Sometimes spreading me out in the roots at the bottom of the earth
Has merged with my senses so
That it has taken me out of my self
Such a dream, such a sleeplessness spread
That even shadows were heavy, not to mention the body
My homeland, where were your spectators
Of the celebration of my blistered feet, a sight worth seeing?
In a foreign city I met a few friends
Who reminded me of some angelic enemies
There must be few such crazies
Who have neither respect, nor infamy
The icy wind of the north could not blow me away
The depths of the Red Sea could not drown me
What sort of planet was I
That the earth spun round me?
I met Egyptian pharaohs
Searching for the lost treasures in graves
Those speaking the language of the stones
I met such people in old statues
The same artists were in lofty churches
Whom I found in the domes of decaying mosques
My exhausted sleep lamented
Nights spent in the tossing and turning over puzzles
For which clues were found in stories
Guides were found in the margins
After telling me their tales
Everyone asked me my story
After showing me the season of snow my elders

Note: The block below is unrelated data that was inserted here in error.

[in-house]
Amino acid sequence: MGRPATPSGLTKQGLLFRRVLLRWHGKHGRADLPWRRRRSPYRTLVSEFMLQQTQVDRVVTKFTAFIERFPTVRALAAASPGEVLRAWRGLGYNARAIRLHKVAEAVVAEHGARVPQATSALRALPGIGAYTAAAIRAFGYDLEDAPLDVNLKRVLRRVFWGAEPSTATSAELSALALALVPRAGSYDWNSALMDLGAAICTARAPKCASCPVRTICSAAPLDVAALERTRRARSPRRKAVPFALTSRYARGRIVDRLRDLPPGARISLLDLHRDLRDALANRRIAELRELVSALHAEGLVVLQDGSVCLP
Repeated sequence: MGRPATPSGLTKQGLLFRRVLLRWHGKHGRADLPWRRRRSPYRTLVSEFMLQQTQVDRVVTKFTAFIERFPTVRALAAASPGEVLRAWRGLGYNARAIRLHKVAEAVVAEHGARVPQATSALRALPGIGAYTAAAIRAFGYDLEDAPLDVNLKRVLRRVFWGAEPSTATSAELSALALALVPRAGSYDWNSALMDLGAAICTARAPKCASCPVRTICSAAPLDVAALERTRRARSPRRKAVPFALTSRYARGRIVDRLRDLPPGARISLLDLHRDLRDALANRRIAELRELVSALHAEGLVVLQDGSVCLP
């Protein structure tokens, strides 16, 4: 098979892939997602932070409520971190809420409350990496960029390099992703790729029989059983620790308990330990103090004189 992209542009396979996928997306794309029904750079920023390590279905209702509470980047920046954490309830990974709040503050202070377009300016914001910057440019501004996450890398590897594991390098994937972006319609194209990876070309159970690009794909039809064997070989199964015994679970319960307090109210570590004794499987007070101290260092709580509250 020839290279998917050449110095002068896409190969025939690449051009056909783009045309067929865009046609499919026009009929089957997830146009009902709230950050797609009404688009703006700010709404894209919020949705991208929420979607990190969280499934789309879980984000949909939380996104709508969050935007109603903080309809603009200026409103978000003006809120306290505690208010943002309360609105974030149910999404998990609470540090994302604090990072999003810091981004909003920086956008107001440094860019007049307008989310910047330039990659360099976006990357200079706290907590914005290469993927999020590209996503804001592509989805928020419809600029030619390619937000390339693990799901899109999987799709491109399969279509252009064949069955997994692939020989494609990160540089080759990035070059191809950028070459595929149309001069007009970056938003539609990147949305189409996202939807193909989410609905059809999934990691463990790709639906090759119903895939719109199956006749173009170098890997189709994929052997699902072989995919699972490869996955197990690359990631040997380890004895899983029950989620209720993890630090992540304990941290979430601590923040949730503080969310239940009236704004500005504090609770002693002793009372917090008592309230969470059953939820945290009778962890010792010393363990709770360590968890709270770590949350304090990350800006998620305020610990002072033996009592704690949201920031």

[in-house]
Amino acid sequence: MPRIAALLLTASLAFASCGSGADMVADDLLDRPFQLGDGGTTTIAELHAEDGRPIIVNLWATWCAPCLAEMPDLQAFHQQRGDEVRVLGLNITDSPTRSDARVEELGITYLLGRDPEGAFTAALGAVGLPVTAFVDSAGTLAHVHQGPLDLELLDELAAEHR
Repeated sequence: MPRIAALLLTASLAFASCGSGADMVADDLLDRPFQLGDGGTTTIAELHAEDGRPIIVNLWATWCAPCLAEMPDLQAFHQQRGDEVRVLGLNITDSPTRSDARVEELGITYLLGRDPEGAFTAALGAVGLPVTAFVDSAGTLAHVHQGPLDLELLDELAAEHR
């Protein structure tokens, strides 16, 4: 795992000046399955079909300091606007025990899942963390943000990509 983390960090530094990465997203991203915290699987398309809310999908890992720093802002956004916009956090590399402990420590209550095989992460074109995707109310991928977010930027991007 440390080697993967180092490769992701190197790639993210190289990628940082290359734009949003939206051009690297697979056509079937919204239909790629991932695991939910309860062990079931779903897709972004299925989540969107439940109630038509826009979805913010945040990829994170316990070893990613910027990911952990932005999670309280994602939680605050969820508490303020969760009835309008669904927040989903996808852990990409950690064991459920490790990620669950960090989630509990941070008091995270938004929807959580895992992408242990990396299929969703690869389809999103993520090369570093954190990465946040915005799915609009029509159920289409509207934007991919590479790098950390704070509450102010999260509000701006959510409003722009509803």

Asked about the fiery time of their youth
My lowered eyes kept searching
For an accent of conscience, for a mention of principle
The sleepless night sped before my eyelashes
The sweat of shame burst on my face
Your name came to my tongue and silenced it
Accept this shame for in this sweat’s
Every drop are molds of sparks
Accept the wrinkles in my face in which
There are the imprints of passion and culture
Hold my delicate gift of the sadness of perception
Which I found after drinking the poisons of the seven seas
After living in every volcano of the arts
I was summoned by the gods of Greece
Deities sprang to life in my breast
Steered me away from every fraudulent road
And then left me at the supermarket
Where a lone measure of humanity
A mob of men and women absorbed in its barbarism
The beauty of the watch, the aesthetics of a new radio
Plastic lotuses, a tie of nylon
New boots from Italy, necklaces from Hong Kong
The new line from Chrysler, cosmetics from Tokyo
Every body desired ease
Every eye worshipped things
Such devotion is not even in politics
Such satisfaction is not even in self-worship
My homeland, there is nothing in my luggage
Just a dream and the ramparts of a dream
Accept the gift of my dirty shirt
For in its dirt are the lands of prayers
This robe cannot be washed for on its breast
Are the sacred bloodstains of Biafra
This is the dirt from Vietnam and in its specks
Are the shining faces of prophets
(Singapore, 2 February 1969)
—Translated by Laurel Steele